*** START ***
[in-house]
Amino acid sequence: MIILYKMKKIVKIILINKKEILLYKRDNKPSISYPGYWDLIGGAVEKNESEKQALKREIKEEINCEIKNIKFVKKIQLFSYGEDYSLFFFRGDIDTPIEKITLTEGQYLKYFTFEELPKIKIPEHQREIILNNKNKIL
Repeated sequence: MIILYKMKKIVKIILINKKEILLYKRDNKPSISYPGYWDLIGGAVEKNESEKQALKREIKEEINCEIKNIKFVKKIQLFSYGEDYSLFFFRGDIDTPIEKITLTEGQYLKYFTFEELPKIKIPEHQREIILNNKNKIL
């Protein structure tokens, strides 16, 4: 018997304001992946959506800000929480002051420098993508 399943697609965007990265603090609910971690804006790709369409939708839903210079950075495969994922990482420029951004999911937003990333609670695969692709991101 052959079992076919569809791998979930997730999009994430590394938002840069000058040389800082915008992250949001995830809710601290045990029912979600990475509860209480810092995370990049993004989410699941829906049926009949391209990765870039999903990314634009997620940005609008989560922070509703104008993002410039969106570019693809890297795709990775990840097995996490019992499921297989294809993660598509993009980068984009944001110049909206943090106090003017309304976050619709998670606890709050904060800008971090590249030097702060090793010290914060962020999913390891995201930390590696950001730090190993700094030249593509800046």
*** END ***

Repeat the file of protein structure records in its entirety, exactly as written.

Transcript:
[in-house]
Amino acid sequence: MIILYKMKKIVKIILINKKEILLYKRDNKPSISYPGYWDLIGGAVEKNESEKQALKREIKEEINCEIKNIKFVKKIQLFSYGEDYSLFFFRGDIDTPIEKITLTEGQYLKYFTFEELPKIKIPEHQREIILNNKNKIL
Repeated sequence: MIILYKMKKIVKIILINKKEILLYKRDNKPSISYPGYWDLIGGAVEKNESEKQALKREIKEEINCEIKNIKFVKKIQLFSYGEDYSLFFFRGDIDTPIEKITLTEGQYLKYFTFEELPKIKIPEHQREIILNNKNKIL
């Protein structure tokens, strides 16, 4: 018997304001992946959506800000929480002051420098993508 399943697609965007990265603090609910971690804006790709369409939708839903210079950075495969994922990482420029951004999911937003990333609670695969692709991101 052959079992076919569809791998979930997730999009994430590394938002840069000058040389800082915008992250949001995830809710601290045990029912979600990475509860209480810092995370990049993004989410699941829906049926009949391209990765870039999903990314634009997620940005609008989560922070509703104008993002410039969106570019693809890297795709990775990840097995996490019992499921297989294809993660598509993009980068984009944001110049909206943090106090003017309304976050619709998670606890709050904060800008971090590249030097702060090793010290914060962020999913390891995201930390590696950001730090190993700094030249593509800046």